Somewhat less impressive than its longevity is the sales volume, an area in which – the occasional spike in popularity notwithstanding – the model has consistently trailed Ford’s global champion.
It’s a similar story when compared with the long-term success of the Volkswagen Golf and Vauxhall Astra, highlighting just how difficult it is to break out of the also-ran mould in a segment well stocked with household names.
Renault has occasionally been guilty of not helping itself.
Another tradition of the past two decades is Renault’s habit of reskinning its hatchback without dramatically altering the running gear.
Under the first generation, for example, was essentially the old Renault 19’s chassis.
The outgoing Mégane was built on a modified (that is, bigger) version of its predecessor’s architecture, too.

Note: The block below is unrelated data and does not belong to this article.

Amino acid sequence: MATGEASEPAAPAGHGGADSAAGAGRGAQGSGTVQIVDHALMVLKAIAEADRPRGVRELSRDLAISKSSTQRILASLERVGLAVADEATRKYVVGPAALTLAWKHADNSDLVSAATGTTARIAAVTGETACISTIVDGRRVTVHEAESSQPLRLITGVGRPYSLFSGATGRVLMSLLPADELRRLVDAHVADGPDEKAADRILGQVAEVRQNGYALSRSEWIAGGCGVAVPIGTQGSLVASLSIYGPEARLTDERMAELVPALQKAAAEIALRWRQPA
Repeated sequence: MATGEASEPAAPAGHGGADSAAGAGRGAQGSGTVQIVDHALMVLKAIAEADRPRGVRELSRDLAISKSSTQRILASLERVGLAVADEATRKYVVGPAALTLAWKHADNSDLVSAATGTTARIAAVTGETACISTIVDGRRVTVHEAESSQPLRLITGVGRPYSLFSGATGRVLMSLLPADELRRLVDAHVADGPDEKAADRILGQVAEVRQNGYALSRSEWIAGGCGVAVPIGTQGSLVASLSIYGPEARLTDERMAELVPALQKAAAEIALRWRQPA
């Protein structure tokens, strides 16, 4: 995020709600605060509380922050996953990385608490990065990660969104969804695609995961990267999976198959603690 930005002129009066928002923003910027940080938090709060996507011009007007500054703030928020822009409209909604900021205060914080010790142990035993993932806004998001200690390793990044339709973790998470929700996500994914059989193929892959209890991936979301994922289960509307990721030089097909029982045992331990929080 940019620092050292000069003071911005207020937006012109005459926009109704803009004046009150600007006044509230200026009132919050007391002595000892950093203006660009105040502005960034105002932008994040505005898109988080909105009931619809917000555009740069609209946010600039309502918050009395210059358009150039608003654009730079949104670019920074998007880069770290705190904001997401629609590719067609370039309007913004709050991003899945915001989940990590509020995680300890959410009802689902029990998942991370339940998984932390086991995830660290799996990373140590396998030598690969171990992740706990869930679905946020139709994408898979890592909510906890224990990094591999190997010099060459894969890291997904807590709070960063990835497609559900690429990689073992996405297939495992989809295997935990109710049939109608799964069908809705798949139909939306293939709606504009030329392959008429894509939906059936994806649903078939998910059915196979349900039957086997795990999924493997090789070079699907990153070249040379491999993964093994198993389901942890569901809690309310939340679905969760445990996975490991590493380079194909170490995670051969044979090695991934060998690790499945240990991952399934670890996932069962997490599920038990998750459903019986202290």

But not so this new, fourth-generation car, which now adopts the modular CMF (Common Module Family) platform already deployed under the Renault Kadjar.
Around it, the manufacturer promises a more sophisticated product. The car is again claimed to be significantly larger than the one it replaces. It is also substantially different in appearance, as Renault moves toward the house style already shown on the new Espace and Talisman (both unseen in the UK).
Notably, effort has been expended on the inside, where, alongside an overhaul of trim materials and finish, the Mégane receives an all-new infotainment system to replace the thoroughly outmoded R-Link set-up.
The engines – a typically downsized four-cylinder spread of two petrol and two diesel options – are more familiar, as is the six-trim line-up that begins at £16,600 for the entry-level Expression+ model.
An estate-shaped Sports Tourer and even a saloon (dubbed the Grand Coupé) will follow, but we’re focusing on the hatchback, tested here in Dynamique S Nav format and equipped with the stalwart 1.5 dCi diesel motor.